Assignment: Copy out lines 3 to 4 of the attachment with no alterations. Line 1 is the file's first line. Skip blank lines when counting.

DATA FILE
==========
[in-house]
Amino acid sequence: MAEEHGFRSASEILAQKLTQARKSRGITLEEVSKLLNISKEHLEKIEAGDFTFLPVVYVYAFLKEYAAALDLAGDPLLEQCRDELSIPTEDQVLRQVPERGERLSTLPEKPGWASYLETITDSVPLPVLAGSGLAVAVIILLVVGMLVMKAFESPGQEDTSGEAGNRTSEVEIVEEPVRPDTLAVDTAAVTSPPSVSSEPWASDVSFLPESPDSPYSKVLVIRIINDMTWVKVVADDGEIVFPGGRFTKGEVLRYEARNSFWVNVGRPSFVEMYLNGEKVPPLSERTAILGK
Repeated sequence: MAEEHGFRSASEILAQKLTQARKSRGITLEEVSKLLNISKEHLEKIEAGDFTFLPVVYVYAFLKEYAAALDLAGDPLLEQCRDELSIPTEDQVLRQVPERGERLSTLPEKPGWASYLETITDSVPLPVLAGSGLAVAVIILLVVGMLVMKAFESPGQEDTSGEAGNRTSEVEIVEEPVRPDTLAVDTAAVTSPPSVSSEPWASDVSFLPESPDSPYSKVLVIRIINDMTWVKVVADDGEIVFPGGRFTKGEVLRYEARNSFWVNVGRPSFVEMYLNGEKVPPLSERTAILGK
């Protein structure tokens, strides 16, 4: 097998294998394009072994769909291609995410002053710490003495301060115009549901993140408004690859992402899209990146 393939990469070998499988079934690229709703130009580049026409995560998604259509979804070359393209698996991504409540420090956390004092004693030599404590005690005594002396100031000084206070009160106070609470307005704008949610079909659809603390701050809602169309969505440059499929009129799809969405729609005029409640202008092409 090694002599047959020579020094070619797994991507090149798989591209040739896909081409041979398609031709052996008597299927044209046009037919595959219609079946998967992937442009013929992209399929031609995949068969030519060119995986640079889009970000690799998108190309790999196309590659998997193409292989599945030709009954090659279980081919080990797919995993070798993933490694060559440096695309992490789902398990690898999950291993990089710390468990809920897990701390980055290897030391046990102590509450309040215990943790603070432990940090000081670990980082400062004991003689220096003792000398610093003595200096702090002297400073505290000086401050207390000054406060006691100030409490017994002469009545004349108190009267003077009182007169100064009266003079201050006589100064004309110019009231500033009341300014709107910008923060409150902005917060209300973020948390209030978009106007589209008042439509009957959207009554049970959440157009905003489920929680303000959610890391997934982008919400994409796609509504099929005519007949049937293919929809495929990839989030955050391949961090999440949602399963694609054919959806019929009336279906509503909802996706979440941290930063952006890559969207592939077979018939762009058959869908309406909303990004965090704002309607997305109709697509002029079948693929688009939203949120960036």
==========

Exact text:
Repeated sequence: MAEEHGFRSASEILAQKLTQARKSRGITLEEVSKLLNISKEHLEKIEAGDFTFLPVVYVYAFLKEYAAALDLAGDPLLEQCRDELSIPTEDQVLRQVPERGERLSTLPEKPGWASYLETITDSVPLPVLAGSGLAVAVIILLVVGMLVMKAFESPGQEDTSGEAGNRTSEVEIVEEPVRPDTLAVDTAAVTSPPSVSSEPWASDVSFLPESPDSPYSKVLVIRIINDMTWVKVVADDGEIVFPGGRFTKGEVLRYEARNSFWVNVGRPSFVEMYLNGEKVPPLSERTAILGK
């Protein structure tokens, strides 16, 4: 097998294998394009072994769909291609995410002053710490003495301060115009549901993140408004690859992402899209990146 393939990469070998499988079934690229709703130009580049026409995560998604259509979804070359393209698996991504409540420090956390004092004693030599404590005690005594002396100031000084206070009160106070609470307005704008949610079909659809603390701050809602169309969505440059499929009129799809969405729609005029409640202008092409 090694002599047959020579020094070619797994991507090149798989591209040739896909081409041979398609031709052996008597299927044209046009037919595959219609079946998967992937442009013929992209399929031609995949068969030519060119995986640079889009970000690799998108190309790999196309590659998997193409292989599945030709009954090659279980081919080990797919995993070798993933490694060559440096695309992490789902398990690898999950291993990089710390468990809920897990701390980055290897030391046990102590509450309040215990943790603070432990940090000081670990980082400062004991003689220096003792000398610093003595200096702090002297400073505290000086401050207390000054406060006691100030409490017994002469009545004349108190009267003077009182007169100064009266003079201050006589100064004309110019009231500033009341300014709107910008923060409150902005917060209300973020948390209030978009106007589209008042439509009957959207009554049970959440157009905003489920929680303000959610890391997934982008919400994409796609509504099929005519007949049937293919929809495929990839989030955050391949961090999440949602399963694609054919959806019929009336279906509503909802996706979440941290930063952006890559969207592939077979018939762009058959869908309406909303990004965090704002309607997305109709697509002029079948693929688009939203949120960036």